Summary: Pure free exploration may not be the most efficient route to solving a complex problem or learning, a new study reports.
Source: Champalimaud Centre for the Unknown
Who hasn’t felt the temptation to fling a lengthy manual into the trash, or just drive on instead of asking for directions? After all, following instructions is often tiresome, and we can just figure it out on our own… Or can we?
A study published today in the scientific journal Nature Human Behaviour challenges prevalent theories about our capacity to solve complex problems and how certain mental disorders influence it.
“Patients that suffer from obsessive-compulsive disorder (OCD) are thought to have a problem with developing sophisticated problem-solving strategies,” said the study’s senior author, Albino Oliveira-Maia, head of the Neuropsychiatry Unit at the Champalimaud Foundation in Portugal. “However, our novel experimental approach provides strong evidence against this theory.”
Two ways to solve one problem
Oliveira-Maia’s team made this finding when investigating how healthy subjects and patients with OCD differ in the way they solve problems. “In general, people use a combination of two complementary strategies, known as the model-free and the model-based approaches,” Oliveira-Maia explained. “While healthy individuals use both strategies flexibly, patients with OCD tend to exercise the model-free approach.”
The model-free strategy is relatively simple and works well in stable environments. For example, imagine the following scenario: You have breakfast outside every morning on your way to work. There are two coffee shops on your route: The Bean and Aroma. Since you have to be at work early, with time, you learn that Aroma usually gets your breakfast staple—fresh croissants—delivered before the other shop does. So, following the model-free approach, you would typically go to Aroma first, and only when it doesn’t have croissants, you would head over to The Bean.
However, the model-free approach won’t work very well if the croissant supplier employed two delivery people who followed opposite routes. On weeks when the first delivery person is on duty, The Bean would get the croissants earlier. But if the second delivery person is working that week, then Aroma would receive them first.
If you were able to discover the model—that the availability of croissants depends on which delivery person is working that week—you would save yourself unnecessary trips. So even if The Bean has had croissants bright and early for weeks, on the first Monday that it doesn’t, you would immediately know that this week Aroma is the safer choice.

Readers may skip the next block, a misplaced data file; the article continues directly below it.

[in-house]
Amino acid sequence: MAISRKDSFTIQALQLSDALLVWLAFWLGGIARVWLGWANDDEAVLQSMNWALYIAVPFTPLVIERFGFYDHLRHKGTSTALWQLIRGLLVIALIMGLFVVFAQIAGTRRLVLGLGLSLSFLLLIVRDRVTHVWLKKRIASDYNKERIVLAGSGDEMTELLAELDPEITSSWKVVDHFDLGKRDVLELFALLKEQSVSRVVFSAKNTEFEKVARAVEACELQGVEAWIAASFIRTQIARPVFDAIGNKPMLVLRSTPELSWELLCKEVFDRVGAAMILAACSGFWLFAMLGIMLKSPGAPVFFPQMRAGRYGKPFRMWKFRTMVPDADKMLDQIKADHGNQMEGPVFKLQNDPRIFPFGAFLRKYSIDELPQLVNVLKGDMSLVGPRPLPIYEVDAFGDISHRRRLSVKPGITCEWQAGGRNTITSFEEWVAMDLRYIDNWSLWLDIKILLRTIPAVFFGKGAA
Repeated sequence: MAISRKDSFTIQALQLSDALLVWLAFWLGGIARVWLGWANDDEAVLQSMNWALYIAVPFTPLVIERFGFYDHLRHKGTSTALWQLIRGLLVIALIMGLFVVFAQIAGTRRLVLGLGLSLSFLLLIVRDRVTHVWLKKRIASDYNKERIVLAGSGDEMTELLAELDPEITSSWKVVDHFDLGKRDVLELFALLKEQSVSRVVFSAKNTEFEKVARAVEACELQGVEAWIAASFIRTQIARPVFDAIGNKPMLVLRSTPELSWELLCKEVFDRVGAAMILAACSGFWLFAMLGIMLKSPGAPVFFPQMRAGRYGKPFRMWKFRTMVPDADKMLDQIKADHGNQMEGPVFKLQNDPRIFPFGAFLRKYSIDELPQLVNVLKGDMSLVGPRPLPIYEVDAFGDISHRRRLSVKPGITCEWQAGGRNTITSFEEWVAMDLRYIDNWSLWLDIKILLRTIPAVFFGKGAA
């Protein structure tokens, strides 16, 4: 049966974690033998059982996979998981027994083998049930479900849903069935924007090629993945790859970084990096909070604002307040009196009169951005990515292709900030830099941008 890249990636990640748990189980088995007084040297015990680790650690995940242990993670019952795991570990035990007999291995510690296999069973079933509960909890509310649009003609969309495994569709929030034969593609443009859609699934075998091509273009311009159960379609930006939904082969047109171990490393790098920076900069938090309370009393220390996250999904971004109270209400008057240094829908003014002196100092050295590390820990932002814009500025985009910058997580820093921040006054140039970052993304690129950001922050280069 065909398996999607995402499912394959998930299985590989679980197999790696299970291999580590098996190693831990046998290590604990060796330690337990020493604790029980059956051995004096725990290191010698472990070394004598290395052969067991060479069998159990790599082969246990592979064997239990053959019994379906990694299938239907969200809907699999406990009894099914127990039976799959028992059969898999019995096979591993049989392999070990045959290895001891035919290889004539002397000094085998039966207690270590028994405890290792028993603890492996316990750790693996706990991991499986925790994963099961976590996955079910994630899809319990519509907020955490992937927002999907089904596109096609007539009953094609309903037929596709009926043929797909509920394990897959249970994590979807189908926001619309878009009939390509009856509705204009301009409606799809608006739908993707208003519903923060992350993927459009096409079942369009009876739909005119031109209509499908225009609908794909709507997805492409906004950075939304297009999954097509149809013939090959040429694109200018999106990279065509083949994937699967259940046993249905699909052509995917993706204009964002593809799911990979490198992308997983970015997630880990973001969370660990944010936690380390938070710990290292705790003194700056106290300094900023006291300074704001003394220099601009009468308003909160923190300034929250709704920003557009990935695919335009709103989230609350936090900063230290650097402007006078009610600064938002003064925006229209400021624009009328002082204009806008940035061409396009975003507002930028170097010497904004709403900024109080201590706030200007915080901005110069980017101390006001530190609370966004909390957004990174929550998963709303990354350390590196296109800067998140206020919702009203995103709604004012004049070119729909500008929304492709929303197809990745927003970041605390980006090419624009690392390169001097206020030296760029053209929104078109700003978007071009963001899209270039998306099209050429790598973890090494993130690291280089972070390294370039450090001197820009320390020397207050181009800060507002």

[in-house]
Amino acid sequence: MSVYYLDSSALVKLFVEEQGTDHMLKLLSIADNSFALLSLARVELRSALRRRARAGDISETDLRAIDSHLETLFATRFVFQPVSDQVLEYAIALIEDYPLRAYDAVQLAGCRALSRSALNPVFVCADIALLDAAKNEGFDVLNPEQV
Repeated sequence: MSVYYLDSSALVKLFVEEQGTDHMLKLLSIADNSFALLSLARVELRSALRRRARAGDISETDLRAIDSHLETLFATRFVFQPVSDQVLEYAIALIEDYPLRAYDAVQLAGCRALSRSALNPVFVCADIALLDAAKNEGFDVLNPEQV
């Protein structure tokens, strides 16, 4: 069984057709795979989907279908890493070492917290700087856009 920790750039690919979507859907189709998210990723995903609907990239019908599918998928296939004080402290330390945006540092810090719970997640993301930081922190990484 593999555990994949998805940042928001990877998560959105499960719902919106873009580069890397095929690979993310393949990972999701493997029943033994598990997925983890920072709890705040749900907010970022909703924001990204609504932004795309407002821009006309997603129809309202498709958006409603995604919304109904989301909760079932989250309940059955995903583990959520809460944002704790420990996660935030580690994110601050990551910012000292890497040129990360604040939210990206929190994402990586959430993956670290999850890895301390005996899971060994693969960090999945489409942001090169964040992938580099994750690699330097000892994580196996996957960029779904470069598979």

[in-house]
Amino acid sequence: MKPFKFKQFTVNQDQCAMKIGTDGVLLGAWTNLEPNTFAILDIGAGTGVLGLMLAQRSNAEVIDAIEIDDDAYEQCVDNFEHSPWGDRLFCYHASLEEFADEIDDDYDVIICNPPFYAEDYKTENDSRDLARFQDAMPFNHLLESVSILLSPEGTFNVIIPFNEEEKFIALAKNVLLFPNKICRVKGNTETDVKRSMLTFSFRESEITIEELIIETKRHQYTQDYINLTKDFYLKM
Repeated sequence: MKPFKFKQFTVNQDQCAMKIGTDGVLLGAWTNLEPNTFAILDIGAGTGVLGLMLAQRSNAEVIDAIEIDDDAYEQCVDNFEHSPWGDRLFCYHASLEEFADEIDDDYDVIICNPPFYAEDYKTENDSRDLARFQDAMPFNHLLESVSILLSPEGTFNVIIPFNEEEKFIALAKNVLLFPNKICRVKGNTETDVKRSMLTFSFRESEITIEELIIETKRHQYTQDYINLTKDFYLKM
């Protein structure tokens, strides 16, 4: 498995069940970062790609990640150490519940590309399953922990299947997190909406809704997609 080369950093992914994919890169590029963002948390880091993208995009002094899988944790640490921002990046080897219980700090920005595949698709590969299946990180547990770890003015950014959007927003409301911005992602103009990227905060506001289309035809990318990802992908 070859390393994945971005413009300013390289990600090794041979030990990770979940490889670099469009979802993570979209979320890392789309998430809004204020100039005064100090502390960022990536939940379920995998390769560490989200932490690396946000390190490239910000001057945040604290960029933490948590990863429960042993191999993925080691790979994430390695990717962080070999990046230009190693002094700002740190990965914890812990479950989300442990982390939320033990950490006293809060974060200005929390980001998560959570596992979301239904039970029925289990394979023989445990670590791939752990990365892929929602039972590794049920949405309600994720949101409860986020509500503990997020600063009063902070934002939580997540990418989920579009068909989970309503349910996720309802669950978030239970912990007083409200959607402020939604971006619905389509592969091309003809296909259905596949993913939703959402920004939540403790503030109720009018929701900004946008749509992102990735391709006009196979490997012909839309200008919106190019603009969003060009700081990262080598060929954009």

“Even though the model-based strategy is more computationally heavy, especially while you are still working out what’s going on, it’s more effective for optimizing your actions in complex circumstances such as the one in this example,” said Oliveira-Maia.
Switching up the rules of the game
According to Oliveira-Maia, scientific studies that assess these strategies routinely apply a puzzle called the two-step task, which is similar to the second, more complex, scenario.
“These studies have shown that healthy subjects use a mixture of the simpler model-free strategy with the more complex model-based strategy when solving these types of tasks. In contrast, patients with OCD tend to stick with the less efficient strategy. The proposed reason is that patients with OCD are extremely habitual, and so they tend to repeat actions even if they don’t serve a useful purpose,” Oliveira-Maia explained.
Though this conclusion seems straightforward and consistent, there’s a catch. Since the tasks used in these studies are usually very complex, test subjects always receive a full explanation of the model before they begin. However, no one had ever rigorously tested the effect of these preemptive instructions—particularly their absence—on the subjects’ problem-solving strategy.
To find out how people would do with just free experimentation, Oliveira-Maia’s team partnered up with Thomas Akam, a neuroscientist currently at Oxford University who had recently developed a two-step task for mice.
“Since you cannot verbally instruct mice, Thomas created a task that was simple enough so that the animals will be able to decipher the model through trial and error. In his research article, published in the journal Neuron a little over a year ago, Thomas showed that mice were indeed able to crack the puzzle. So we decided to adjust this task for humans and test whether subjects would naturally adopt a model-based strategy as is generally assumed,” recounted former doctoral student Pedro Castro-Rodrigues, the first co-author of the study.